The methods of Karalis & Macheras might (!) have terrible power making their application ethically doubtful. Here it works with U 120 if n1 24 but not with n1 12 (power only ~73%). There are alternatives where you don’t stop if n1+n2>U but perform the the second stage in U–n2 subjects. No problem with the Type I Error but might compromise power; I suggest simulations.

Are there any rules or recommendations for setting up the pre-specified limit (U) as a futility criterion?
Regards,
Mikalai
Helmut
Hero
avatar
Homepage
Vienna, Austria,
2018-06-08 14:00

@ Mikalai
Posting: # 18874
Views: 374
 

 U as a futility criterion

Hi Mikalai,

» Are there any rules or recommendations for setting up the pre-specified limit (U) as a futility criterion?

Not really. You have to find a balance between the maximum study costs you are accepting to spend and the potential loss in power. Xu et al.* recommend a futility of 42 on ntotal for CV ≤30% and 180 for CV >30%. Generally a small stage 1 sample size is not a good idea.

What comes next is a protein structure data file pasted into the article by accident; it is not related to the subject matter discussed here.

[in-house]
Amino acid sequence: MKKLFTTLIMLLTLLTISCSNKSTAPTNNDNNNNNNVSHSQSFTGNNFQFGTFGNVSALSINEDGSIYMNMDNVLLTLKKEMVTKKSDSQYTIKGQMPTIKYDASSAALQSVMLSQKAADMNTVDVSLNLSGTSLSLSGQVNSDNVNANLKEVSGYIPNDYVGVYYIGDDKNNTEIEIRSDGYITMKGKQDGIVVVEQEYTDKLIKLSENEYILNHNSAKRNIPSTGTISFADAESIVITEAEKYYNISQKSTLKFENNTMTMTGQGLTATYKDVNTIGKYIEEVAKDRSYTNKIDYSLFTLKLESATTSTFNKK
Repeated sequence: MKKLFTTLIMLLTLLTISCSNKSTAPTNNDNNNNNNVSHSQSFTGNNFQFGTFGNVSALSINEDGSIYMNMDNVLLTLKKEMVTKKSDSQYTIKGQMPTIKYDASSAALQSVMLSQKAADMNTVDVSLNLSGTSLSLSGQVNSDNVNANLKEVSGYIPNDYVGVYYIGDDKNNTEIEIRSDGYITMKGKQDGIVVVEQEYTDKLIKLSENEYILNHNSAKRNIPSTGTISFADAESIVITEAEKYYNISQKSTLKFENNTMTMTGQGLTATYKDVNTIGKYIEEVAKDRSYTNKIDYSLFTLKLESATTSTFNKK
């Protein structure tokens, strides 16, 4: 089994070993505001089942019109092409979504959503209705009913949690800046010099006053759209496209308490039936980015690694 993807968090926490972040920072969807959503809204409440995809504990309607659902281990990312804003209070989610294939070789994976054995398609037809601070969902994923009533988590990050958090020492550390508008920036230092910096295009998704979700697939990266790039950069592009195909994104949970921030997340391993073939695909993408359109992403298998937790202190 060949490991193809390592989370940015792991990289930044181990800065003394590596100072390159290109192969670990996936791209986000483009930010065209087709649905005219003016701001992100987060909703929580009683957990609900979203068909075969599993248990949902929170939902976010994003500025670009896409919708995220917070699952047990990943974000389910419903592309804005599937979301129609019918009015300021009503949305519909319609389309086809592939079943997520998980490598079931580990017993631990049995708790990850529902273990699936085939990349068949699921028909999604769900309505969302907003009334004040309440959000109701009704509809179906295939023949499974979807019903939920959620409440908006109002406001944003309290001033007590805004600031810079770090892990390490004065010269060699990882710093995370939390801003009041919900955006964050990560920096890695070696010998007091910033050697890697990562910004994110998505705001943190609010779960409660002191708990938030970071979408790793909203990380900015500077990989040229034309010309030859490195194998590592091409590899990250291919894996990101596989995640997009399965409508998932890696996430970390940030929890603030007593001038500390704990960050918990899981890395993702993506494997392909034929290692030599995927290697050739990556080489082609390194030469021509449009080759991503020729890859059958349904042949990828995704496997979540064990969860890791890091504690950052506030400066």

library(Power2Stage)
power.tsd.fC(method="B", alpha=c(0.0249, 0.0357), CV=0.25, n1=24,
             fCrit="CI", fClower=0.9374, max.n=42) # fixed GMR 0.95

TSD with 2x2 crossover
Method B: alpha (s1/s2) = 0.0249 0.0357
Interim power monitoring step included
Target power in power monitoring and sample size est. = 0.8
Power calculation via non-central t approx.
CV1 and GMR = 0.95 in sample size est. used
Maximum sample size max.n = 42
Futility criterion 90% CI outside 0.9374 ... 1.06678
BE acceptance range = 0.8 ... 1.25

CV = 0.25; n(stage 1) = 24; GMR = 0.95

1e+05 sims at theta0 = 0.95 (p(BE) = 'power').
p(BE)    = 0.83087
p(BE) s1 = 0.6057
Studies in stage 2 = 33.2%

Distribution of n(total)
- mean (range) = 27.9 (24 ... 42)